Friday, January 31, 2014

The NFL is tax exempt?!

This weekend the Denver Broncos and Seattle Seahawks will be contesting the Super Bowl. The game itself usually nets a profit of over $200 million ($245 million two years ago). Annually, the NFL huddles up an annual profit of $9 billion. Considering how much of a money machine the NFL is, it would surprise many to find out the the NFL is actually classified as a tax exempt organization by the IRS... I know I was!

And it has actually been this way since the 1966. The NFL league office is classified as not-for-profit under section 503(c)(6) which lists these as applicable for tax-free status:
business leagues, chambers of commerce, real estate boards, boards of trade, or professional football leagues (whether or not administering a pension fund for football players), not organized for profit …
 The inclusion of 'professional football leagues' is pretty odd to me. Interestingly enough, 503(c)(6) organizations are generally considered "organizations whose primary purpose is to further the industry or profession it represents." The NFL argues that they in fact operate is the same way that a chamber of commerce, or plumbers association (also exempt under the same section).

The problem is that they actually don't operate like a professional organization as they claim. A plumber can join a plumbers group by showing they are a plumber and paying their dues. But one can't simply show that they have a football team, pay a fee and be an NFL franchise. The NFL personally seeks and distributes franchises as it wishes.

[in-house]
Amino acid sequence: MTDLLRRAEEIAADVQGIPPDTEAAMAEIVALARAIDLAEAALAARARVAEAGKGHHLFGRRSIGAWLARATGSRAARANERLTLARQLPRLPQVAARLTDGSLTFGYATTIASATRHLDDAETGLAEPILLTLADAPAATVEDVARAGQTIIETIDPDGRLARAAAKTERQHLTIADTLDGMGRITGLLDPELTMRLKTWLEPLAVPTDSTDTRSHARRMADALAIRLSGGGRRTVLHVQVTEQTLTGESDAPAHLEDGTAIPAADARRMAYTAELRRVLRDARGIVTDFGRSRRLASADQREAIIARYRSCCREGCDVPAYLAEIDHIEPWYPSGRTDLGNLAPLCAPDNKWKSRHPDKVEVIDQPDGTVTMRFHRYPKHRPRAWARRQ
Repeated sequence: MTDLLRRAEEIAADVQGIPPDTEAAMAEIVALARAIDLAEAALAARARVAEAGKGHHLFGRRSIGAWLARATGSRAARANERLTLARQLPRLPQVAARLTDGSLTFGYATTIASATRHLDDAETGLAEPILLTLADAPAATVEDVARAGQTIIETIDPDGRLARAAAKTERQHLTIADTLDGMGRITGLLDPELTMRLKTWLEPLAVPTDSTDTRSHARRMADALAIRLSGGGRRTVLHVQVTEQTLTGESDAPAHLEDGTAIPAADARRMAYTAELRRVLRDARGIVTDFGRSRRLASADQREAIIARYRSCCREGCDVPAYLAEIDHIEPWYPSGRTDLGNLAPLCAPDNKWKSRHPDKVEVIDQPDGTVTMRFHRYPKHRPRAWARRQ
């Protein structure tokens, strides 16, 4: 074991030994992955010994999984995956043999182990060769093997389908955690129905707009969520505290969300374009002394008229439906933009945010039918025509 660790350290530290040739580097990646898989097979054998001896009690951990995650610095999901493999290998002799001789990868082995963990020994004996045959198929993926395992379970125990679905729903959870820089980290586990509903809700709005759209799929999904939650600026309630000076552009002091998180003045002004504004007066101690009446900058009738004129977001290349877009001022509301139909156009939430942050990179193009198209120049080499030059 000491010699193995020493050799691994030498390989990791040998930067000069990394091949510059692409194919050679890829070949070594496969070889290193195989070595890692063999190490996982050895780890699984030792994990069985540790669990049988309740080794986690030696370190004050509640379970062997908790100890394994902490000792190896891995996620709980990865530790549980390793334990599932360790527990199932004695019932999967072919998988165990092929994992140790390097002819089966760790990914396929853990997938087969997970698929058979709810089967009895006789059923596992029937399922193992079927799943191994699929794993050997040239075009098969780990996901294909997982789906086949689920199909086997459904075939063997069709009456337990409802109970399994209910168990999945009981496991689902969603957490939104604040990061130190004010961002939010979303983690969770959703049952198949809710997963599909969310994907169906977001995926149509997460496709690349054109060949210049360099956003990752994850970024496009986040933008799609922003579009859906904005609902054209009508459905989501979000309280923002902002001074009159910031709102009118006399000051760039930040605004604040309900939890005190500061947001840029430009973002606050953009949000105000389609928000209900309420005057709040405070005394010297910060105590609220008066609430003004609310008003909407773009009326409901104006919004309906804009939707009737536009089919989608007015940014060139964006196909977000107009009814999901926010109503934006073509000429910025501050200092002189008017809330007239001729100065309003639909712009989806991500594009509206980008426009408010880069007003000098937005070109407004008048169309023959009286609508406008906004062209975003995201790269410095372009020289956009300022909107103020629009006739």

A college or arena football team can't just join the NFL, like an electrician can join an electricians organization. Also, the NFL does not benefit football in general like a welding guild benefits that profession in general. Tell me how the NFL benefits the Arena Football League or college football? If anything, leagues like arena football suffer because of the NFL.

Also consider that with the NFL making a $9 billion profit, they only donated $2.3 million to charity (NFL Charities is a separate organization), but paid NFL Commissioner, Roger Goodell almost $30 million a year. The NFL isn't just non-profit, instead they make a profit bloated enough to make a
gorged tick blush.

So it's no surprise that senators Angus King (I) and Tom Coburn (R) have proposed a bill to revoke the special treatment that NFL has been enjoying. If passed, it is estimated to mean $91+ million of tax revenue for the government every year. That would mean that the NFL would be paying their fair share, and you and I could pay a bit less in taxes. Sounds good to me! Now only if we could get GE to pay taxes as well...

Sign the petition here if you'd like to speak out against the NFL's free ride.



-Brain Hulk

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